For decades, hydroxycarbamide has been regularly used in the treatment of different blood disorders. Recently it has been used for SCD and thalassaemia. There is a growing body of research evidence for use of Hydroxycarbamide in children and adults. The National standards of care: “Standards for the Clinical Care of Adults with Sickle Cell Disease in the UK” and “Sickle cell Disease in Childhood - Standards and Guidelines for Clinical Care” recommend the use of hydroxycarbamide in a variety of situations.

What does hydroxycarbamide do for a patient with the SCD?

The best evidence we have comes from two large multicentre studies conducted in America. In the first (published in 1994), a large group of patients received either hydroxycarbamide capsules or an identical looking dummy drug (placebo). In the second study known as the BABY HUG trial (published in 2012), either placebo or hydroxycarbamide was given to new-borns with sickle cell disease. In both studies, neither the patients/parents nor the doctors knew which drug they were taking, so that the benefits and any side effects could be monitored objectively. All patients were carefully followed up for a period of nearly two years. Following both studies, significant improvement in the health was noted in a majority of the patients receiving hydroxycarbamide, compared to those taking the dummy drugs.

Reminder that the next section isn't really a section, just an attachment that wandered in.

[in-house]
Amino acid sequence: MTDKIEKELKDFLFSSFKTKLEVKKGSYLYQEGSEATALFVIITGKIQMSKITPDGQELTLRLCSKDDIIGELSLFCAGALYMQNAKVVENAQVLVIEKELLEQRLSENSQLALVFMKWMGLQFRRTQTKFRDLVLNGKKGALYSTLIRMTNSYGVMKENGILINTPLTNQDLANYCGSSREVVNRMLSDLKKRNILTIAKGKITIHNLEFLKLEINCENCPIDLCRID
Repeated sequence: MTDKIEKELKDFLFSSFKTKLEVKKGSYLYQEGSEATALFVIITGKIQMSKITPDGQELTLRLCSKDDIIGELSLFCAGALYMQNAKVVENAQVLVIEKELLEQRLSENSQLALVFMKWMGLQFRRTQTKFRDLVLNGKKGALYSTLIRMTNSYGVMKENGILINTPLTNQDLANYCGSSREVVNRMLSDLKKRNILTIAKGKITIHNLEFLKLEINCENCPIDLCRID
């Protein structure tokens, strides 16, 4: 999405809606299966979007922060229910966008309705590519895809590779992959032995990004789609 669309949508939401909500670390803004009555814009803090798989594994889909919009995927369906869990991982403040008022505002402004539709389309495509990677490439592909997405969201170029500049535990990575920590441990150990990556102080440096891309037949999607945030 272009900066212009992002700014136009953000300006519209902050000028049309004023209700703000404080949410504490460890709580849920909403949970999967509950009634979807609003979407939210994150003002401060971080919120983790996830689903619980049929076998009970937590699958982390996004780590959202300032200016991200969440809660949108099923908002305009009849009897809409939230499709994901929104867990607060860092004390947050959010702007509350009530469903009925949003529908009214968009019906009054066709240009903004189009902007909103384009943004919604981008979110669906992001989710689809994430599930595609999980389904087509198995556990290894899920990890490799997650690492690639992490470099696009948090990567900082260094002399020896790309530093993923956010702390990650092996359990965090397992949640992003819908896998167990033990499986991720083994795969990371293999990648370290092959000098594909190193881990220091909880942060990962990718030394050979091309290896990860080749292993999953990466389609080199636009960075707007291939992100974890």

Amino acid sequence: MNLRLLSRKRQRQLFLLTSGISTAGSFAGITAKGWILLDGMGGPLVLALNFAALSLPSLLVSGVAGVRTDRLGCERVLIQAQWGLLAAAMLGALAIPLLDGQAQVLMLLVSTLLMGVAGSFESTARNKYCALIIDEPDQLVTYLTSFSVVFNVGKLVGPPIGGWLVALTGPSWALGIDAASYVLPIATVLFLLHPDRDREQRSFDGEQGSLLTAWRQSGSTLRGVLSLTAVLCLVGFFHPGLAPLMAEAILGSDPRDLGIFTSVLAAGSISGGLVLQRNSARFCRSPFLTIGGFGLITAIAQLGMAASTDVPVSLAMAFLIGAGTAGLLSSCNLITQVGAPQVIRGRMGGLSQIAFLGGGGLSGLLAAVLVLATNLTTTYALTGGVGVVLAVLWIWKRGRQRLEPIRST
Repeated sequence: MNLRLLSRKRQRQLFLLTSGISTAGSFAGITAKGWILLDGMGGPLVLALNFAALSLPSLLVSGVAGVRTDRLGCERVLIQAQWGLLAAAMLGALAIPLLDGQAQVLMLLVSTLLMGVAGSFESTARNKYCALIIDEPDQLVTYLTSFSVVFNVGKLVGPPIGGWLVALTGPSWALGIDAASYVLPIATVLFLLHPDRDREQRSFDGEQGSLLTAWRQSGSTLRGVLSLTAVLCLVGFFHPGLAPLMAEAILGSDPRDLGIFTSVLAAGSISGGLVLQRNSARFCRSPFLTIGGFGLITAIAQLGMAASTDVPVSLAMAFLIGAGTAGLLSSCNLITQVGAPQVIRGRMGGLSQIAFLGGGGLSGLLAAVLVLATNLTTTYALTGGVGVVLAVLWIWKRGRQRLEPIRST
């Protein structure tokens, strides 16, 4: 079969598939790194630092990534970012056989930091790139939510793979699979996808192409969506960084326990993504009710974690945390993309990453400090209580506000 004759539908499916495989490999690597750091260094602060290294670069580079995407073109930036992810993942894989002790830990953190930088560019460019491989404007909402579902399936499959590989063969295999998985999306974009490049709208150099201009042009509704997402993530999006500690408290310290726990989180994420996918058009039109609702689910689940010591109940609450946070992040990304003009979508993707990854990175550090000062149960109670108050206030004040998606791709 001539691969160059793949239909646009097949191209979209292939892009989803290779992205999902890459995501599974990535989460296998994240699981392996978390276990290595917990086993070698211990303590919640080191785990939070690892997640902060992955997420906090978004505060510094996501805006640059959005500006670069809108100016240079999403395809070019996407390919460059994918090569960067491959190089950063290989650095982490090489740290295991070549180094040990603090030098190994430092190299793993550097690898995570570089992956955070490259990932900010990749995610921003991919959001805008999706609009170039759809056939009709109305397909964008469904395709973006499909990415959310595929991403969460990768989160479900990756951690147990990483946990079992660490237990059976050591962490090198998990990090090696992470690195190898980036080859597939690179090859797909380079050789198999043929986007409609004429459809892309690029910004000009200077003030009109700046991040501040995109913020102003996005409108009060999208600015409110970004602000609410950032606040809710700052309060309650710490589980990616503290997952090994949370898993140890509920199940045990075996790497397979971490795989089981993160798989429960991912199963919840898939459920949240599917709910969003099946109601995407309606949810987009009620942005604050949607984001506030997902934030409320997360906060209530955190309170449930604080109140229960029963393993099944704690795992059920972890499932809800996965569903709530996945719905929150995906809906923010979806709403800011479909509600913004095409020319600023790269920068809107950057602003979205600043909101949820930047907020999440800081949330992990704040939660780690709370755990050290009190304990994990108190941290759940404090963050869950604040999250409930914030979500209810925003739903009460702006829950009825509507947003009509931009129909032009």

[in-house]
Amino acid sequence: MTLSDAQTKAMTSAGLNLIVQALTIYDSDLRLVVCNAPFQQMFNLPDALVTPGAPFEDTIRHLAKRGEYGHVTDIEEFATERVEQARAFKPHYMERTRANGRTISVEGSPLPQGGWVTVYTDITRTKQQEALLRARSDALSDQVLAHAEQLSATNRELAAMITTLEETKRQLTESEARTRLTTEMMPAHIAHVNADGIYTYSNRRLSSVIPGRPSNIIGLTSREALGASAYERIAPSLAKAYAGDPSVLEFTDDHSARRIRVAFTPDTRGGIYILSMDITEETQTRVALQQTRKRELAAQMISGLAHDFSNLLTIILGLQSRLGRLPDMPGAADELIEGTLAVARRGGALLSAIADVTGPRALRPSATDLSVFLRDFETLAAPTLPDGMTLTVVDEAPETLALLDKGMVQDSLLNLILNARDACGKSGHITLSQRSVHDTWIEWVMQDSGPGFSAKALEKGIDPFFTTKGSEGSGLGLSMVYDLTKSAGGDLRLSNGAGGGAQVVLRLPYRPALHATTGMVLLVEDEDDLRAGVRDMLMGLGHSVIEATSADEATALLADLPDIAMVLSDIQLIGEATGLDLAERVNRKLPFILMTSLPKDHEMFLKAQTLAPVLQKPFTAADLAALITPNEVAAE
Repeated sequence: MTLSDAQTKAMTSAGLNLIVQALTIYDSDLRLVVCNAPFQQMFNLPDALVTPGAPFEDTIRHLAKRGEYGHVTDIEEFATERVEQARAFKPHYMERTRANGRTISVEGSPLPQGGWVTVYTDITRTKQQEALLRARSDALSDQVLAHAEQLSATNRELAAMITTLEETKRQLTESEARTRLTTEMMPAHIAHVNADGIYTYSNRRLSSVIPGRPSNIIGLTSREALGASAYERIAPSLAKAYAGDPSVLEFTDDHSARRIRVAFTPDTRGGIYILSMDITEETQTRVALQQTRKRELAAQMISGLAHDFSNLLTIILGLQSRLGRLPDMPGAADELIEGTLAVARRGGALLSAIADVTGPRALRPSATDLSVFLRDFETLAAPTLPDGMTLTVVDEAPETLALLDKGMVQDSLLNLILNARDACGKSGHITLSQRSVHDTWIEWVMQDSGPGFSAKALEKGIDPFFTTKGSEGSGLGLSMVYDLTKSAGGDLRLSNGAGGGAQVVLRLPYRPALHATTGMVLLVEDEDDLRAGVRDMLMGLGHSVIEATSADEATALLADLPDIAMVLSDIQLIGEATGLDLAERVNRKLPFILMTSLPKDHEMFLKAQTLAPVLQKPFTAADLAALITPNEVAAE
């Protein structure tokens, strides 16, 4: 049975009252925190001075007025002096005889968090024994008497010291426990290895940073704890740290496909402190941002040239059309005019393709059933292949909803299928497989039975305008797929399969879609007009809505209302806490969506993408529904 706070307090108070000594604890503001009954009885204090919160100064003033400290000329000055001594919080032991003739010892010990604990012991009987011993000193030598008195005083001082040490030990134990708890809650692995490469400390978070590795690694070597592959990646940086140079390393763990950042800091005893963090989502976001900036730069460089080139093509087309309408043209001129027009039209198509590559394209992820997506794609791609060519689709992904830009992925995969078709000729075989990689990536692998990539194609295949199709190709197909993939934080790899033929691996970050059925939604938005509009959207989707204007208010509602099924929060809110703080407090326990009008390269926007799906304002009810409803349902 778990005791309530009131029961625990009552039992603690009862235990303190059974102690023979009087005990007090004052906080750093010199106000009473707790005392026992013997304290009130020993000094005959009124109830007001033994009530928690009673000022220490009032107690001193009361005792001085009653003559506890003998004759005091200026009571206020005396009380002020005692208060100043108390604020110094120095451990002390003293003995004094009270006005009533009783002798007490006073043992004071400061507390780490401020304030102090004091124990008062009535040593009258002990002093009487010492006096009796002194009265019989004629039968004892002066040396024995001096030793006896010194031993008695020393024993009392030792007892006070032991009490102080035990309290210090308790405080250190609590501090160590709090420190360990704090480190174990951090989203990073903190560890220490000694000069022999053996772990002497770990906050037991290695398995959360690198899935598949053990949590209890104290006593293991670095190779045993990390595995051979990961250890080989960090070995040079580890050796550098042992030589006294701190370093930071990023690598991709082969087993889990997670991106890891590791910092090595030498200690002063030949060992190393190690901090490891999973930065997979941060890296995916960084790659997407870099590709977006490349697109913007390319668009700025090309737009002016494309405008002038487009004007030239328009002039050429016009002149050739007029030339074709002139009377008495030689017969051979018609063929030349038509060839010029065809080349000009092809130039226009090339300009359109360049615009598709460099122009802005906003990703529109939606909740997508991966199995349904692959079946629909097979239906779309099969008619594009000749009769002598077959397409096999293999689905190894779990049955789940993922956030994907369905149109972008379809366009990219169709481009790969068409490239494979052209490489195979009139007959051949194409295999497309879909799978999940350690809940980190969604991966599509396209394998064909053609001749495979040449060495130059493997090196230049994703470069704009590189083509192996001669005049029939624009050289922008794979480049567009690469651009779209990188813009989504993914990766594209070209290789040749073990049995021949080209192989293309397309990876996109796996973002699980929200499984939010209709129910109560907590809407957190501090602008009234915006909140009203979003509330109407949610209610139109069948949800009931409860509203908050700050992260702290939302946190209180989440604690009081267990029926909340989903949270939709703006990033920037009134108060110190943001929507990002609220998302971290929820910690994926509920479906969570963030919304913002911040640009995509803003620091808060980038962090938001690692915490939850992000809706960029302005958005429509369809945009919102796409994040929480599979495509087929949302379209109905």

The experiences were:

  • A longer pain-free period after starting treatment
  • Even longer period before the next painful episode
  • Fewer episodes of chest crises/sickle lung
  • Fewer blood transfusions

Overall, the treated patients had fewer and less severe crises. About 8 out of 10 patients improved substantially. Unfortunately, it is not possible to predict which patients are likely to benefit most. More recently the BABY HUG study showed beneficial effects in babies treated from birth.

How does hydroxycarbamide work?

It appears to work in at least three ways:

  • It increased the production of foetal haemoglobin. This takes some months or weeks to be effective.
  • It decreased the stickiness of the young red blood cells. When they stick to the blood vessel lining, they may start a sickle cell crisis. This is thought to be the reason why some people notice that they feel better quite soon after starting treatment.
  • It decreases the number of white blood cells and platelet, which are often raised in people with SCD. White blood cells produce a substance that cause inflammation and may worsen a sickle cell crisis. Having fewer white cells makes this less likely.

Platelets also contribute to stickiness.

How do I take it and what monitoring and precautions are needed?

Hydroxyurea come in a liquid (for children) or a capsule and is taken by mouth. Treatment will begin on a low dose daily, usually 20 mg/kg. The dose will be gradually increased every two months until the right dose is achieved. This will be the dose that gives you the most benefits. The decision will be based on your symptoms and he results of your blood tests. This process may take several months to complete, after which you will need blood test every two to three months. If there any unwanted effects for you or in your blood tests, the hydroxycarbamide may be stopped or recommenced at a lower dose.